March 12, 2010

Mother describes Okie's descent into delusion


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Staff photo by Andy Molloy TRIAL BEGINS: John A. Okie, left, listens to Justice Joseph Jabar address the jury Monday at the beginning of his double murder trial at Kennebec County Superior Court in Augusta. Accused of murdering an ex-girlfriend and his father in a six-day period in July 2007, Okie, 22, has pleaded not guilty and not guilty by reason of mental defect or disease. He is represented by Peter DeTroy, right. The trial might last up to two weeks, the judge said.

Kennebec Journal

AUGUSTA — Karen Okie spoke from the witness stand Tuesday about the frustration of trying to get help for her son for his mental illness.

Okie, who has not spoken publicly since discovering her husband slain on the family's kitchen floor, testified at the trial of John A. Okie, who is accused of killing his father and a former classmate in July 2007.

Karen Okie of Newcastle talked haltingly and sometimes tearfully as she described her son's younger years, when he was popular, outgoing and energetic.

Then she described watching her son go through bouts of delusional thinking beginning around February 2004.

''We knew at this point something was wrong with our son,'' Karen Okie said. ''We called psychiatrists and psychologists. No one could take him. They were all busy.''

Eventually, John A. Okie, now 22, was diagnosed with paranoid schizophrenia, and defense attorney Peter DeTroy maintains that Okie was so mentally ill in July 2007 that he didn't realize it was wrong to kill two people.

Prosecutors say Okie knew what he was doing and made ''clumsy, inept'' efforts to conceal his role in the killings.

Okie is on trial in Kennebec County Superior Court on charges he killed Alexandra ''Aleigh'' Mills, 19, a former classmate, in Wayne on July 10, 2007; and his father, John S. Okie, 59, at home in Newcastle six days later.

Karen Okie said she and her husband got a call in early 2004 from the defendant, then a 17-year-old student at a boarding school in Massachusetts.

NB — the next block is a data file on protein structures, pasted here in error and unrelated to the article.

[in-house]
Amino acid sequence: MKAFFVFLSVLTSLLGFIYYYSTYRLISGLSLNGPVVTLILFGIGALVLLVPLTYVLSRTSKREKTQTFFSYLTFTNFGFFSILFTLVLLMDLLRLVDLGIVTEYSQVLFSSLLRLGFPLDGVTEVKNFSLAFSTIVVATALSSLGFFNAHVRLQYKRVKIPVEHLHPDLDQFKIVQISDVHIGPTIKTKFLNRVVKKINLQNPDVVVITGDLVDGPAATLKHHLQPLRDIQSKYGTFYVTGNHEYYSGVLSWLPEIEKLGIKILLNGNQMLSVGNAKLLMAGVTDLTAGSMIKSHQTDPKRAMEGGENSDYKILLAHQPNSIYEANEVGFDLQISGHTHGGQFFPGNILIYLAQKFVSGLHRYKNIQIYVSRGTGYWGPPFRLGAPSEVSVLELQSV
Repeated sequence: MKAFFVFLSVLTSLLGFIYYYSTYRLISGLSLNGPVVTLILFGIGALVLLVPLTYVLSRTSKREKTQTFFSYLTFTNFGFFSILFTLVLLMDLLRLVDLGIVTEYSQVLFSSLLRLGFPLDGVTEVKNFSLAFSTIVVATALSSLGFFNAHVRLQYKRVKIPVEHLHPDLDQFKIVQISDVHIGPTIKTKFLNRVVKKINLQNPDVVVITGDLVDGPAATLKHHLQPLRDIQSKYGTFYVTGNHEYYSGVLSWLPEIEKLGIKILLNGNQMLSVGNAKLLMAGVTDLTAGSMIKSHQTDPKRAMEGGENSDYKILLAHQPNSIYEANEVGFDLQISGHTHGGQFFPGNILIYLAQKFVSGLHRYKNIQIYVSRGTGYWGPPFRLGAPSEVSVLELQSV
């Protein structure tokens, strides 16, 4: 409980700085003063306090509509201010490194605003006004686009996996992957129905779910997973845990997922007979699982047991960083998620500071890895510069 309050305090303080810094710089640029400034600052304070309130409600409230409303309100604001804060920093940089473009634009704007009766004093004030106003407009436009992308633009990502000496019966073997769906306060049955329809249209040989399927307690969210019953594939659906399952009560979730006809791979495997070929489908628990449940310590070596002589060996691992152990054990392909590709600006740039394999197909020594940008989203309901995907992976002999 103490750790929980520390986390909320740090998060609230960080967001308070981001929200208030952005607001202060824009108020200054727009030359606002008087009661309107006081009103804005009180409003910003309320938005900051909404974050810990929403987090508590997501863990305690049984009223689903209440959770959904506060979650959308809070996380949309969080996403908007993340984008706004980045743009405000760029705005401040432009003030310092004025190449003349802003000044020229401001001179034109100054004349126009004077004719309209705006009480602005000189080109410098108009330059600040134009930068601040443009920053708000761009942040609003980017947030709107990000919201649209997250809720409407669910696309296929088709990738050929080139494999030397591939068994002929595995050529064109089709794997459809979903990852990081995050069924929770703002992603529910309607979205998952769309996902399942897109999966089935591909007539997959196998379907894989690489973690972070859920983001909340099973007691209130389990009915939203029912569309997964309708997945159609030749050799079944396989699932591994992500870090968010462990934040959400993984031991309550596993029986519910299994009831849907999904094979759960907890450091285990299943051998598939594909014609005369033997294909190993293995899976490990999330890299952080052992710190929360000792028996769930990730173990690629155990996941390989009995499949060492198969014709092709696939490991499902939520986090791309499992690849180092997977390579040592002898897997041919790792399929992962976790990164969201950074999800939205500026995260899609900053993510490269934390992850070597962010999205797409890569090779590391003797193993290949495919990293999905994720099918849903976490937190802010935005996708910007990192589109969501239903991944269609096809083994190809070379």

''I don't know what's wrong with me,'' she said their son told them. ''I feel confused, scared and I think I have a fever. I've been in the infirmary. I don't know what's wrong.''

The Okies drove to the school and brought their son back to Maine.

He told them several nurses had been raping him and so had several girls who came to visit him.

''On the way home, he said he thought the school was putting cocaine in the food and water to get them addicted and have power over all the students,'' Karen Okie testified.

Her son also told them he thought his troubles began when he smoked marijuana that might have been laced with something.

Okie started a weeklong drug-education class, a condition of his return to school, but the delusions got worse, his mom said. He barricaded himself in his room and called the Lincoln County Sheriff's Office.

''He told John (his father) he thought I'd been raping him and injecting heroin between his toes to try to kill him,'' she said. ''He wanted it to stop.''

Tests done at Miles Memorial Hospital found no drugs in the younger Okie's system. The parents began their search for a psychiatrist or psychologist to treat the younger Okie in Maine, but none was available, she testified.

She said her husband slept in the room with their son; she slept elsewhere in the house.

Finally, the younger Okie was admitted to Spring Harbor, a private psychiatric hospital, where he was treated. He was evaluated there by Gregory Carbone, a psychologist who testified Tuesday afternoon.

''To me, it was a classic case of paranoid schizophrenia,'' Carbone said.

He said the younger Okie was resistant to taking medication. ''The prognosis was not good,'' Carbone testified.

The parents were told their son had a delusional disorder. ''No one ever said schizophrenia to us,'' Karen Okie testified.

The younger Okie was prescribed Abilify, and he came home from Spring Harbor. His parents were told to watch him.

Karen Okie's sister, Kimberly Krueger of Yarmouth, helped watch him while his parents worked.

''He was collecting snow and boiling it in the microwave,'' Krueger testified on Tuesday. ''He said the water was tainted with cocaine.''

Instead of returning to Massachusetts, the younger Okie was enrolled in Kents Hill School, a private high school in Readfield. He commuted from the home of a family friend in Randolph, and his parents drove there each night to fix supper for him, help him with his homework and get him up in the morning for school, his mother said.

''We love our son very much and were just hoping that things would turn around and that he would get better and go on and have a normal life,'' Karen Okie said through tears. ''All along, even after the other incidents, we were hoping things would be OK, never imagining it would go this far.''

At Kents Hill, John A. Okie met Alexandra Mills. She came to his Newcastle home and traveled with his family to Vieques, Puerto Rico, in March 2005, and was the subject of one of Okie's delusions.

''He became convinced Aleigh was eight months pregnant,'' Karen Okie said. Mills and friends and family all told him he was mistaken.

''He just would not get it out of his mind,'' Karen Okie said.

She described the younger Okie's fleeing in August 2005, and learning that he'd been arrested after refusing to leave the women's restroom at a rest stop in Concord, Mass. The police there took him to a hospital for a psychiatric evaluation before his parents brought him back to Maine.

Karen Okie will continue testifying today.

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